The committee report titled Rising above the Gathering Storm: Energizing and Employing America for a Brighter Economic Future puts forward some interesting recommendations for our educational system to keep us competitive in today’s economy. The actions that I thought were the most interesting were those concerned with recruiting and training teachers.
Recruiting math and science teachers with 4-year scholarships (Action A-1) will definitely attract a number of college students but to keep them in the field of education, the incentives can’t stop after they enter the classroom. Math and science teachers in a K-12 school district such as Los Angeles Unified School District (LAUSD) get paid the same salary as any other teacher in any other subject area. In today’s economy, that mean a starting salary of about $38,000 for a mathematics teacher, about one half of what they would earn if they were working for a private company in the public arena. In LAUSD, one’s salary is determined by the number of credits you have taken since your BA and how many years you have worked in the district, not by one’s skills as recommended by this committee report. The next question would be who determines a teacher’s skills? Is it based on the classes you have completed to how good a teacher you are? How do you define a good teacher?
Strengthening skills of teachers with summer education programs is a good approach but unless teachers are paid to attend in addition to the class fees, many will not either because of financial reasons or simply they do not want to give up their vacation time and at this time in LAUSD, you can not force a teacher to attend training during the summer. It is also interesting to note that many private companies will help pay for their employees to earn a higher degree and even give them time off from work to attend classes. Not so in K-12 school districts that are in the business of education but do not support furthering education for their teachers.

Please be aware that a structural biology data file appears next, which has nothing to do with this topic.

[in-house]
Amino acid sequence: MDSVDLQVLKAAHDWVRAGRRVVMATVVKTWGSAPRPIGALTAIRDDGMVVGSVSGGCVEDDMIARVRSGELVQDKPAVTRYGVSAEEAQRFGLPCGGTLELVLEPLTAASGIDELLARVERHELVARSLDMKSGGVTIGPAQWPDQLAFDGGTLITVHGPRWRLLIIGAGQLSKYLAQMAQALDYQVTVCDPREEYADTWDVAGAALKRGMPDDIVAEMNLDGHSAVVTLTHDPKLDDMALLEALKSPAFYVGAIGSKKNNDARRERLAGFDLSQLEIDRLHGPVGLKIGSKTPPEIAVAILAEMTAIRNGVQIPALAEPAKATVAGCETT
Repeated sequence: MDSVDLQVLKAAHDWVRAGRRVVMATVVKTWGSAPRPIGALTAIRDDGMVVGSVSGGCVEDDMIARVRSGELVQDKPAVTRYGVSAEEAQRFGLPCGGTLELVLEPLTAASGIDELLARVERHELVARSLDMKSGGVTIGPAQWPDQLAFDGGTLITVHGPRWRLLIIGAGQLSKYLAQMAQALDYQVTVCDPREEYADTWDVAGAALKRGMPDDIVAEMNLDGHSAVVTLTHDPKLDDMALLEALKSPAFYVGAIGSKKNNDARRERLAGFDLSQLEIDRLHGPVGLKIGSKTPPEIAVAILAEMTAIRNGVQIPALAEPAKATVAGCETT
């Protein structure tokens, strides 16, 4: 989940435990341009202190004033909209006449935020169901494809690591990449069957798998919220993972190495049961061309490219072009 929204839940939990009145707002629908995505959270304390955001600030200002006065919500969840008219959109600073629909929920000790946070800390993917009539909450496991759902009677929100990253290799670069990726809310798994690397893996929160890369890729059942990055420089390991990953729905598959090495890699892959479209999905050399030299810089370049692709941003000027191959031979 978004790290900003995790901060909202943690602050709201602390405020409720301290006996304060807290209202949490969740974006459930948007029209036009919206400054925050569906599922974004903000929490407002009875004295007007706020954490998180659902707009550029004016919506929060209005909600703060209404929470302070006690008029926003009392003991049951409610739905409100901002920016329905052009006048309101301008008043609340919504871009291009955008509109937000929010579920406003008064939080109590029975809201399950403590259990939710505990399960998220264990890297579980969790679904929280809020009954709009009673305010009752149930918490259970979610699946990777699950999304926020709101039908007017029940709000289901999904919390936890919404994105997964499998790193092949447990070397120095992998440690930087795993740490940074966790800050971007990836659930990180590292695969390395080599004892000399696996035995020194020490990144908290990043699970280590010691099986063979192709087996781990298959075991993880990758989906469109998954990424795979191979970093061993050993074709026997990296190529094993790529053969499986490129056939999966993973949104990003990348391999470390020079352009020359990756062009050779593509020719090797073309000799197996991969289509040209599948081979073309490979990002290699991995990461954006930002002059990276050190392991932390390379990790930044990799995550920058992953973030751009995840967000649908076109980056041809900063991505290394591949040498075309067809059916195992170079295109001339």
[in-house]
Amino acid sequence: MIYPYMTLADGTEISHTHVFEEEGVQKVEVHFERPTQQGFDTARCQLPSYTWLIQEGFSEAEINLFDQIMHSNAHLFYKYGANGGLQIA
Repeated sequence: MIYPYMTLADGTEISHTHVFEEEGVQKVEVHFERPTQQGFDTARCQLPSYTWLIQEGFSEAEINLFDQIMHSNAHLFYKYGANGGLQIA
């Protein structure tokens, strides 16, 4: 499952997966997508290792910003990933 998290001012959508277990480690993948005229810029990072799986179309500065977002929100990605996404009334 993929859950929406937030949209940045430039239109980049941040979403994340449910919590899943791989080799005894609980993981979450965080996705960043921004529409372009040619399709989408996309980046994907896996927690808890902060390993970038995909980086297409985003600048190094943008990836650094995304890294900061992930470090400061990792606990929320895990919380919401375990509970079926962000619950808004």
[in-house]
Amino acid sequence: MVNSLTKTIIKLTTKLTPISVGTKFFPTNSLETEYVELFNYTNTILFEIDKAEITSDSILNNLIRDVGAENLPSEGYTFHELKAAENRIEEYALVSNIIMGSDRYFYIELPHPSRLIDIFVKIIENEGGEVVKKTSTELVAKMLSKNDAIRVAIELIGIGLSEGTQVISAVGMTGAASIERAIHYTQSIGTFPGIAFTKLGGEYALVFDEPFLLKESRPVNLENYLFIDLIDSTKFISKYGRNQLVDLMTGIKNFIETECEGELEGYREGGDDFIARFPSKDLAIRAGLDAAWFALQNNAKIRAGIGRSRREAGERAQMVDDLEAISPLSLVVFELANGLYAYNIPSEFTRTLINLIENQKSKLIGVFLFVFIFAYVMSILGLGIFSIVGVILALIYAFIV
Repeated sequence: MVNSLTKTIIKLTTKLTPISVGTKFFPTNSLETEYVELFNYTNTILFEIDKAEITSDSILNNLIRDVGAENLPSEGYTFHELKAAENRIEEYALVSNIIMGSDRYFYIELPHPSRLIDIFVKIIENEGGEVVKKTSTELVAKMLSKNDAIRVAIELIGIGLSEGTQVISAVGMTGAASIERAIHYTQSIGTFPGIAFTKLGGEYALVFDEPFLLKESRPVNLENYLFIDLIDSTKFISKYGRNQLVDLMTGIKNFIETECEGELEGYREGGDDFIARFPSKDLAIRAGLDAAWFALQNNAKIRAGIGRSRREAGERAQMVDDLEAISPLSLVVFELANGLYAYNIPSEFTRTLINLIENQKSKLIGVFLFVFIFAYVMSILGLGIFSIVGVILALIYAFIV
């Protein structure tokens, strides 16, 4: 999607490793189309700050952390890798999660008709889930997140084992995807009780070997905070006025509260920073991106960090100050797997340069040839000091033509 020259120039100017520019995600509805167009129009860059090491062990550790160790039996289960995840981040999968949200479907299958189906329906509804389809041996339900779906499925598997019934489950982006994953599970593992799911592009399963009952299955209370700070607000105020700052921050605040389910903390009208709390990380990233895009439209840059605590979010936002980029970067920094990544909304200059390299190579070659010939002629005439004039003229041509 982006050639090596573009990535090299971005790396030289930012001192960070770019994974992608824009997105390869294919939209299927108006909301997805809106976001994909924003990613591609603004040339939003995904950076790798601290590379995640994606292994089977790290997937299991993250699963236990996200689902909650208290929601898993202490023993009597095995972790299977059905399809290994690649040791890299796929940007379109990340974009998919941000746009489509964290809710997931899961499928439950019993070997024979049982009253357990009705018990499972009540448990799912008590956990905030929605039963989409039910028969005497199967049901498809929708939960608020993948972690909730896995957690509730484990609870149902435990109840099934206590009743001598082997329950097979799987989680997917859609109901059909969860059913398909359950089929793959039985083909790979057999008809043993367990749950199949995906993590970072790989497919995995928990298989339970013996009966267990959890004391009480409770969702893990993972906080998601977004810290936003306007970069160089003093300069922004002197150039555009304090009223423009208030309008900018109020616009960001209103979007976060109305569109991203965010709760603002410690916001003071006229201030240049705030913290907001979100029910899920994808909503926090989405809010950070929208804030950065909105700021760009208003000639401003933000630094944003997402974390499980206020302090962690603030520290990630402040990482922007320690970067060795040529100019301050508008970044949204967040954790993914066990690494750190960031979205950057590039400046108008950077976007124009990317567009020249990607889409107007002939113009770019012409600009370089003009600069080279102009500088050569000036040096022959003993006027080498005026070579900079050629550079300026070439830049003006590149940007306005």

The statement that I found to be most interesting was about modeling a “K-12 curriculum materials modeled on a world-class standard”. In a country where no two states have the same curricular standards, it would be interesting to see how we measure up with other countries such as Japan or Germany. In a global economy we can not measure ourselves against ourselves but against other leading economies.